New year, new initiatives; funded by big name billionaires. Many college students may spend time perusing Facebook or enjoying popular hit series on Netflix such as House of Cards or Orange is the New Black, but the big dogs who founded these entertainment mediums are coming out with greater initiatives: focusing to improve education.
The phrase "the more you have, the more you want" never resonated well with 31-year-old billionaire and Facebook CEO Mark Zuckerberg, and Netflix Cofounder and CEO Reed Hastings isn't a big fan of school boards. What do these big shot billionaires share in common? A strategic plan to invest big money in the nation's future education.
Most people are more familiar with the name Netflix than they are that of the man behind it, Reed Hastings - but that could be about to change. Hastings recently took to Facebook to announce a $100,000,000 philanthropic endeavor: the Hastings Fund. The fund will focus on children's education, as reported by Senior Writer Ben Fox Rubin from CNET News. Hastings has served as President of the Technology Network, served on the California Board of Education for four years, donated $1 million to Proposition 39, and much more. In addition, he has also been part of other academies and programs dedicated to developing teaching videos, with a primary concern of growing high-quality charter schools and developing technology that could transform education. He admits he was never "good at following orders," and volunteered for the Peace Corps. in Swaziland, foregoing the opportunity to "buy yachts" in favor of improving K-12 education and trying to "figure out why our education is lagging when technology is increasing at great rates..." Offering a long-term solution would come from expanding charter schools was his intention while attending Stanford. Netflix got in the way, and Hastings never graduated from Stanford, but his education initiatives and dreams lived on. CNET News reports The Hasting Funds' first two gifts will be given to the United Negro College Fund and to the Hispanic Foundation of Silicon Valley, a "total of $1.5 million to support the education of black and Latino college education." Forbes estimates Hasting's net worth surpasses $1 billion, including $900 million in Netflix stock and options.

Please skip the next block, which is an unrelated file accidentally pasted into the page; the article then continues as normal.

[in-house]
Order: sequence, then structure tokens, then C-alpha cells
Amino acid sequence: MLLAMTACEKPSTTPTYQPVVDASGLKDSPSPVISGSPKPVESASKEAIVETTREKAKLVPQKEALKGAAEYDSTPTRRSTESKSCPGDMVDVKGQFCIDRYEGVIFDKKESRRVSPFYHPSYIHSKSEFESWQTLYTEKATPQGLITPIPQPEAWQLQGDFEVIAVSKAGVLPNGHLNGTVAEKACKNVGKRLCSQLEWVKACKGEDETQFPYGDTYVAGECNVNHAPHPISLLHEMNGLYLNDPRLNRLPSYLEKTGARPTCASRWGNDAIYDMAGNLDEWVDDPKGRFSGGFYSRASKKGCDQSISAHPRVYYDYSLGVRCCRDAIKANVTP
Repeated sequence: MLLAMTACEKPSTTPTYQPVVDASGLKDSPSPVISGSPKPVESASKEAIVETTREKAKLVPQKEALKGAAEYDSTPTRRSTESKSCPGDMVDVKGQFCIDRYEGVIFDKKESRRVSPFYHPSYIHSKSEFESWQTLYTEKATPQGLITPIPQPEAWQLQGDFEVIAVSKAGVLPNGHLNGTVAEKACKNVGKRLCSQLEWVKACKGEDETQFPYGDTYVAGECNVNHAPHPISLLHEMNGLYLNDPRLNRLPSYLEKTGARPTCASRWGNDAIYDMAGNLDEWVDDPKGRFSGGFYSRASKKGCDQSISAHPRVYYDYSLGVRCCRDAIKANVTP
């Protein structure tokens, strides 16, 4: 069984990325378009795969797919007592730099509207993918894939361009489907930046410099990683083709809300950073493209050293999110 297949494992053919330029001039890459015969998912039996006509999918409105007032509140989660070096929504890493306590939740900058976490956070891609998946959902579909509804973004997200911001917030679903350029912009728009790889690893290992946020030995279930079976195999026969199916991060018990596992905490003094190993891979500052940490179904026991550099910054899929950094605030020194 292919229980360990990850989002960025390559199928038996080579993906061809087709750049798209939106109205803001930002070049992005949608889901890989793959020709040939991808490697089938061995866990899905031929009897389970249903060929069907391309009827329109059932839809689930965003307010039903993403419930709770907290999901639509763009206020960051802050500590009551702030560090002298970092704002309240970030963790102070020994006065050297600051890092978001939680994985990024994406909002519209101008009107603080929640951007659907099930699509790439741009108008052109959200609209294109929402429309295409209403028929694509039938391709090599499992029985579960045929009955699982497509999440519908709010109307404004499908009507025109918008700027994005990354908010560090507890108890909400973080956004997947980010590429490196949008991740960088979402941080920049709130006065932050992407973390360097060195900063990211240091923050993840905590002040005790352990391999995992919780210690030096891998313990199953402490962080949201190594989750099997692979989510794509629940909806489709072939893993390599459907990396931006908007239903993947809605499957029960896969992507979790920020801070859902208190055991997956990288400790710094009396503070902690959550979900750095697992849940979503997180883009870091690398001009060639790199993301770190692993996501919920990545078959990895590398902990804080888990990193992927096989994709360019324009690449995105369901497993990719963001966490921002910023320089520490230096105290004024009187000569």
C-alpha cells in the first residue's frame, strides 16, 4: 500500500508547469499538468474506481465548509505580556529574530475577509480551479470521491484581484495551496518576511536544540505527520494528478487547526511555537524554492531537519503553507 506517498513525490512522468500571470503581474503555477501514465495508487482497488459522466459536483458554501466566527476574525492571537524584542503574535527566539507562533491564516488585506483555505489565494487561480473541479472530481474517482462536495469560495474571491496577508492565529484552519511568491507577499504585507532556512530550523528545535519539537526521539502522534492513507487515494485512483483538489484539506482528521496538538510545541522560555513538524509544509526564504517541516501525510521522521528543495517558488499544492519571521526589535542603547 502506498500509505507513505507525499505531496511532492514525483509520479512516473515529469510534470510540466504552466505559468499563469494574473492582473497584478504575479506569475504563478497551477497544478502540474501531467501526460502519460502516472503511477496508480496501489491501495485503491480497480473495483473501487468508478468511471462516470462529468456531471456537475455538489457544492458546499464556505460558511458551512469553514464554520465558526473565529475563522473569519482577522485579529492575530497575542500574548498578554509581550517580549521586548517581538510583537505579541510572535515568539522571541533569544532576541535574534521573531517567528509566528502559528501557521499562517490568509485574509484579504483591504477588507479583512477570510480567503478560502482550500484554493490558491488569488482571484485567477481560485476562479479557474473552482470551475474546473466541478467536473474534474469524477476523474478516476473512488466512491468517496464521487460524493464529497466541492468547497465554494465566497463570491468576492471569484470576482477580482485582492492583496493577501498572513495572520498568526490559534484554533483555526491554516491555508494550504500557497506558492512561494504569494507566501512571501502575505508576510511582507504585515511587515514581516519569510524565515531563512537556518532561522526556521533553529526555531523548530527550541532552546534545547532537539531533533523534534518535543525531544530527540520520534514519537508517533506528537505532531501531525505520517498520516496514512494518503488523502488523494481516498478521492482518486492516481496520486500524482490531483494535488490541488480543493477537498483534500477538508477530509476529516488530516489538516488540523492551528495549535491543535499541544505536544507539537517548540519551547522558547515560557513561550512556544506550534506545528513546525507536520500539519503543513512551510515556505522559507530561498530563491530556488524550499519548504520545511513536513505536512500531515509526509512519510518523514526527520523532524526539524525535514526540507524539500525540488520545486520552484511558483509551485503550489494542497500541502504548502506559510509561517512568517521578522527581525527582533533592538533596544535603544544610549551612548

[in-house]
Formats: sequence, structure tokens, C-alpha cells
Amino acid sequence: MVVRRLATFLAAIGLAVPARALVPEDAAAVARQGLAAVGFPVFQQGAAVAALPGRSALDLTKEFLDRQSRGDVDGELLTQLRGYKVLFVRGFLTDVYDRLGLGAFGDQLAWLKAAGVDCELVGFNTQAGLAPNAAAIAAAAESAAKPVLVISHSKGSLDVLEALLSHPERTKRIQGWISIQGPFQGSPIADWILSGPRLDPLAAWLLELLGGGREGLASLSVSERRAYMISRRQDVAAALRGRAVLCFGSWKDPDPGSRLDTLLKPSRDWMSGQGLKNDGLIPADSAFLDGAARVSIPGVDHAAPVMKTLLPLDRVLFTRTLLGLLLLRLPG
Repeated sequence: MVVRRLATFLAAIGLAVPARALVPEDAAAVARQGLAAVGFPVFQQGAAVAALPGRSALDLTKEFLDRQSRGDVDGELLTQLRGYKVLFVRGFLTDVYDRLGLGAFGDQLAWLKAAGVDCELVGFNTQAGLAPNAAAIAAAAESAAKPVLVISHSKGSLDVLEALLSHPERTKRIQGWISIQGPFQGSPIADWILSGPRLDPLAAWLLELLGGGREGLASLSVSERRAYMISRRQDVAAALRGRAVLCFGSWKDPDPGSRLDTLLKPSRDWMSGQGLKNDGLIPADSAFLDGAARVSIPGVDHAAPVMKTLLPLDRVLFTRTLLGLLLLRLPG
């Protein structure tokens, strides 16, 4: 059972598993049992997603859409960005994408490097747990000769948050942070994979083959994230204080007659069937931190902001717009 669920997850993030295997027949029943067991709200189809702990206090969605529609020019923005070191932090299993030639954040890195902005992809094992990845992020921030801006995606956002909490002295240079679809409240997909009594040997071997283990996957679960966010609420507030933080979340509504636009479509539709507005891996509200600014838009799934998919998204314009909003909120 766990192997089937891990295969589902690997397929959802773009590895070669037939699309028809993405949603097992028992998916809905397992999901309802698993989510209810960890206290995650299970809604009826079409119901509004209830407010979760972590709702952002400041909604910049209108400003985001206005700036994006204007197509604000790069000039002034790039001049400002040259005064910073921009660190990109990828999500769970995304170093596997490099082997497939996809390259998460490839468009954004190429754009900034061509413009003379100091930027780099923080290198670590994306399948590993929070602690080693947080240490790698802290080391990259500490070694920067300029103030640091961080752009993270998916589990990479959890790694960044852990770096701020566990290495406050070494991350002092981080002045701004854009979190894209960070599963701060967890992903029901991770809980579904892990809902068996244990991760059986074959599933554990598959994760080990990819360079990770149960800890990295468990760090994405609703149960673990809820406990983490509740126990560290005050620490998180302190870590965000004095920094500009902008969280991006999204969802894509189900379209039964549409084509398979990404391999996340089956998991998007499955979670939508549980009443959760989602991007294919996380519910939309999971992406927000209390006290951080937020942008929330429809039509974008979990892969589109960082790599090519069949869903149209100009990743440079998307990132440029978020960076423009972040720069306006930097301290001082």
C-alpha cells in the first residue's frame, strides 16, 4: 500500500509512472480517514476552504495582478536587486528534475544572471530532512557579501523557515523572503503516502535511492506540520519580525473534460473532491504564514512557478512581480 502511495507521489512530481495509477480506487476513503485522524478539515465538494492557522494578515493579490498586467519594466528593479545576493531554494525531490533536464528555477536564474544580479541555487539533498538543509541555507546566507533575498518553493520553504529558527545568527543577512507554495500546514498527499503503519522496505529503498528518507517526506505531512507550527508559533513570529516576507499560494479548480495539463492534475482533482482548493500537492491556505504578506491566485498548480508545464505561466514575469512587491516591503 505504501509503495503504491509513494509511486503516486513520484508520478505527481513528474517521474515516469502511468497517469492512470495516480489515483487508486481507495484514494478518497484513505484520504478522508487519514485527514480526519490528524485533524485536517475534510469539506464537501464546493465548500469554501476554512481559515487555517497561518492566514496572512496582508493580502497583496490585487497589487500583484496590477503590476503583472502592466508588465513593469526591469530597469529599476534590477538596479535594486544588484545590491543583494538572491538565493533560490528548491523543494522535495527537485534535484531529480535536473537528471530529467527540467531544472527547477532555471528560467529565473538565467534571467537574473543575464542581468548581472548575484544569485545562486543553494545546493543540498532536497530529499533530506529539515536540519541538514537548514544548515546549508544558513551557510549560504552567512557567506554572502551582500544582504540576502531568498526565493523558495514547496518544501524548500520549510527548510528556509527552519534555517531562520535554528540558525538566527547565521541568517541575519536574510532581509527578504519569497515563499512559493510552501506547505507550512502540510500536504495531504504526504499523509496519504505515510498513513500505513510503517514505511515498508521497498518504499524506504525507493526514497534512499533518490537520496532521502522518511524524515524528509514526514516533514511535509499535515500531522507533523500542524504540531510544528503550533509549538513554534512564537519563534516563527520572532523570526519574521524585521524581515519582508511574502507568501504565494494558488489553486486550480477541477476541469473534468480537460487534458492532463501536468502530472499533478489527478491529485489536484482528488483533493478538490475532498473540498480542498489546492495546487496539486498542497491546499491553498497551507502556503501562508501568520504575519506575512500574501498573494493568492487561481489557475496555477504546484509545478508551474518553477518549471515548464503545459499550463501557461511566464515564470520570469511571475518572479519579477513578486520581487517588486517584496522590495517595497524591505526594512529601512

Inspired by the birth of their daughter, Max, Facebook CEO Mark Zuckerberg and his wife Priscilla Chan announced a new initiative to dole out 99% of their Facebook shares - valued at $45 billion - throughout their lifetime to the Chan Zuckerberg Initiative. The world's largest social media CEO intends to "improve this world for the next generation," according to Zuckerberg. Furthermore, he claims the mission to change the world is a "basic moral responsibility to tilt our investments." Primary areas of focus will be on personalized learning, curing disease, connecting people and building strong communities, according to the couple's open letter to their newborn daughter, Maxima.
The organization would be a limited liability company (LLC) as opposed to a traditional philanthropic organization. Though inspired by the $41 billion Bill and Melinda Gates Foundation, it differs in that the Gates Foundation is structured as a tax-exempt, non-profit foundation and charitable trust, and is a 501 (3)(c). The Gates Foundation is not only well-known for its profits but for its efforts battling global poverty, the spread of deadly curable diseases, and improving education overall. Though Zuckerberg has a different philanthropic approach from the Gates Foundation, Gates commented that, "As for your decision to give back so generously, and to deepen your commitment now, the first word that comes to mind is: Wow. The example you're setting today is an inspiration to us and the world."
There has been skepticism and criticism in Zuckerberg's choice of structure, as it could potentially maneuver around legal structures and tax strategies. In response to criticism, he claims "The beauty of having an LLC in today's world is No.1, you have the ability to act and react as nimbly as need be to create change." Zuckerberg, for example, would be able to make political donations and is not required to give 5 percent of its value annually. Regardless of how the funds are allocated, the couple's focus is to gradually seek long-term solutions as opposed to pouring all money into one issue, as evidenced by Zuckerberg in his letter to his daughter;" We must make long-term investments over 25, 50, or even 100 years...the greatest challenges require very long time horizons and cannot be solved by short-term thinking."
Do you support or oppose this initiative by top CEO's when it comes to education? Leave us your thoughtful comments below.